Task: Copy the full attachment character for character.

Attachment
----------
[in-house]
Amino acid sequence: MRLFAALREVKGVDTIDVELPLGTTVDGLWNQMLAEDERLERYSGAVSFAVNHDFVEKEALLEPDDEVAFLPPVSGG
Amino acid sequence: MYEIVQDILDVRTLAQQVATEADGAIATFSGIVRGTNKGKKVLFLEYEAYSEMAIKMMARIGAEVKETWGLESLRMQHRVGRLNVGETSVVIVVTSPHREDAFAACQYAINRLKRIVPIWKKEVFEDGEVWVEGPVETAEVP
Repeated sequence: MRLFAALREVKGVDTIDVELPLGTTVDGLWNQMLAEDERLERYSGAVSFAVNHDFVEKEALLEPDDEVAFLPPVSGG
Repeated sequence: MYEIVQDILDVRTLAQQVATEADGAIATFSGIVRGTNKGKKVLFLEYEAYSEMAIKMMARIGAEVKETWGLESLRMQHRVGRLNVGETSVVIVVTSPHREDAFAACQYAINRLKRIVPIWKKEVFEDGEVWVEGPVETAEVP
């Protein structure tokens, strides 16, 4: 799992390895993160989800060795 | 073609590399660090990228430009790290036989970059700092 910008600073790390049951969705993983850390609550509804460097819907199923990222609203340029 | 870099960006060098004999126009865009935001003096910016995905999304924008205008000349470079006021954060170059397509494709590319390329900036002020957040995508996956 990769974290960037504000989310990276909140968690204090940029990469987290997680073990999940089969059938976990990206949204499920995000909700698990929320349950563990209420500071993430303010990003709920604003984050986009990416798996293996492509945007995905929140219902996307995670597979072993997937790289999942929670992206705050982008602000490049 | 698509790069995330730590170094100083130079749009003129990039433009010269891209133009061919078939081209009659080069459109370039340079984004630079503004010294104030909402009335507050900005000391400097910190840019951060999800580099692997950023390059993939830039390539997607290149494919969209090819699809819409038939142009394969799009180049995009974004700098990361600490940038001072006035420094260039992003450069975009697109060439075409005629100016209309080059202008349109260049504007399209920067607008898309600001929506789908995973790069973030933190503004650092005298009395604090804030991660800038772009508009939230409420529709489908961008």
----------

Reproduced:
[in-house]
Amino acid sequence: MRLFAALREVKGVDTIDVELPLGTTVDGLWNQMLAEDERLERYSGAVSFAVNHDFVEKEALLEPDDEVAFLPPVSGG
Amino acid sequence: MYEIVQDILDVRTLAQQVATEADGAIATFSGIVRGTNKGKKVLFLEYEAYSEMAIKMMARIGAEVKETWGLESLRMQHRVGRLNVGETSVVIVVTSPHREDAFAACQYAINRLKRIVPIWKKEVFEDGEVWVEGPVETAEVP
Repeated sequence: MRLFAALREVKGVDTIDVELPLGTTVDGLWNQMLAEDERLERYSGAVSFAVNHDFVEKEALLEPDDEVAFLPPVSGG
Repeated sequence: MYEIVQDILDVRTLAQQVATEADGAIATFSGIVRGTNKGKKVLFLEYEAYSEMAIKMMARIGAEVKETWGLESLRMQHRVGRLNVGETSVVIVVTSPHREDAFAACQYAINRLKRIVPIWKKEVFEDGEVWVEGPVETAEVP
């Protein structure tokens, strides 16, 4: 799992390895993160989800060795 | 073609590399660090990228430009790290036989970059700092 910008600073790390049951969705993983850390609550509804460097819907199923990222609203340029 | 870099960006060098004999126009865009935001003096910016995905999304924008205008000349470079006021954060170059397509494709590319390329900036002020957040995508996956 990769974290960037504000989310990276909140968690204090940029990469987290997680073990999940089969059938976990990206949204499920995000909700698990929320349950563990209420500071993430303010990003709920604003984050986009990416798996293996492509945007995905929140219902996307995670597979072993997937790289999942929670992206705050982008602000490049 | 698509790069995330730590170094100083130079749009003129990039433009010269891209133009061919078939081209009659080069459109370039340079984004630079503004010294104030909402009335507050900005000391400097910190840019951060999800580099692997950023390059993939830039390539997607290149494919969209090819699809819409038939142009394969799009180049995009974004700098990361600490940038001072006035420094260039992003450069975009697109060439075409005629100016209309080059202008349109260049504007399209920067607008898309600001929506789908995973790069973030933190503004650092005298009395604090804030991660800038772009508009939230409420529709489908961008």